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  Continuum Magazine


The SAMs Club







Marissa Martin, record-holding swimmer, 4.0 student, and student-athlete mentor.









by Jason Matthew Smith

Even the most casual sports fan can probably tell you a story or two about some college athlete featured on ESPN, in Sports Illustrated, or in The Salt Lake Tribune who has spectacularly self-destructed. Mainstream media love the story of the College Athlete Gone Bad, the lurid and cautionary tale of someone who blew it big time and embarrassed his or her school. There are numerous examples of this, from the serious (four Dixie State College athletes arrested in 2005 for aggravated robbery) to the bizarre (Cincinnati basketball player Art Long, arrested in 1995 for allegedly punching a police horse—four times).

Far less common, however, are newspaper stories about the opposite kind of student-athlete, the one who is not only a talented and fierce competitor, but is also deeply engaged in his or her community, determined to put in extra hours over and above practice and training (to say nothing of classes and academics) to lend a hand to fellow athletes. These are the students who quietly pour everything they’ve got into their respective sports, get good grades, and commit themselves to giving back to the community through volunteer work. You don’t hear much from these students because they, by their very nature, are neither braggarts nor showboats. Yet their stories need telling, too. And you could say that the University’s Student-Athlete Mentors (SAMs) group is packed with such storylines.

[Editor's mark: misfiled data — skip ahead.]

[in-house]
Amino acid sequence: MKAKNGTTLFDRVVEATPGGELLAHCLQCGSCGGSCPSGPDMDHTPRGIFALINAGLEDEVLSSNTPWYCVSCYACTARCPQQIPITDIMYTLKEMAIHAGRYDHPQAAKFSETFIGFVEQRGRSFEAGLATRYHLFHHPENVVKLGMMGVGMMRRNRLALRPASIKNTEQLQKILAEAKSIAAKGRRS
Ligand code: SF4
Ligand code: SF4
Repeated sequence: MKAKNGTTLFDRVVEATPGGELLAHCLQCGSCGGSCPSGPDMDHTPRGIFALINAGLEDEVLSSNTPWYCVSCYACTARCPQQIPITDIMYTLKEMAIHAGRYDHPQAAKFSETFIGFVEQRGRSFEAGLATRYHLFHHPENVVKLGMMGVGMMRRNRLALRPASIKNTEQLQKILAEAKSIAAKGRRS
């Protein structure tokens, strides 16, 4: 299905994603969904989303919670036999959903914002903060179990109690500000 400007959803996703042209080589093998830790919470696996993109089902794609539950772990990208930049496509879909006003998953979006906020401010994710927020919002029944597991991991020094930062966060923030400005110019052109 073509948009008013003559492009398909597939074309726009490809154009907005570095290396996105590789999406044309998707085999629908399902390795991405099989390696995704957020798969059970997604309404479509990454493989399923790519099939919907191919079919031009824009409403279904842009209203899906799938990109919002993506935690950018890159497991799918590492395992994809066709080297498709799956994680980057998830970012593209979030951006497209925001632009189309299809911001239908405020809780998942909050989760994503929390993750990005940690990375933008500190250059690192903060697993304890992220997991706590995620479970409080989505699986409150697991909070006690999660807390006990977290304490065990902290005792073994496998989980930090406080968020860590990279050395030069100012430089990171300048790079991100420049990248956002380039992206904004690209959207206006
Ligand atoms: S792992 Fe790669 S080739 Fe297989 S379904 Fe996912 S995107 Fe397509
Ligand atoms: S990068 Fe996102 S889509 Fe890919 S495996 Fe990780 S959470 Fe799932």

SAMs started in 1993 as a cooperative effort between the Athletics Department and the Campus Wellness Connection (a resource for information regarding mental and physical issues students face), ostensibly to make sure that student-athletes didn’t fall through the cracks—given the additional pressures of competing regularly—and end up in a career and academic freefall.

Mary Bowman MEd’89, associate athletics director of student support services and a SAMs facilitator, says, “It started out as student mentors helping student-athletes make good choices when it came to substance abuse.” But what Bowman and others found was that athletes face a host of additional pressures, and the group evolved. Representing numerous sports, SAMs members serve as role models and peer helpers for other student-athletes, picking up tools such as listening skills and a basic understanding of emotional and psychological issues. “They’re not counselors,” Bowman says, “but sympathetic ears who have learned how to listen and help their peers.” But they’re also ambassadors of sorts, heading out into the community to lend a hand. Most SAMs members volunteer for various organizations, including the Special Olympics.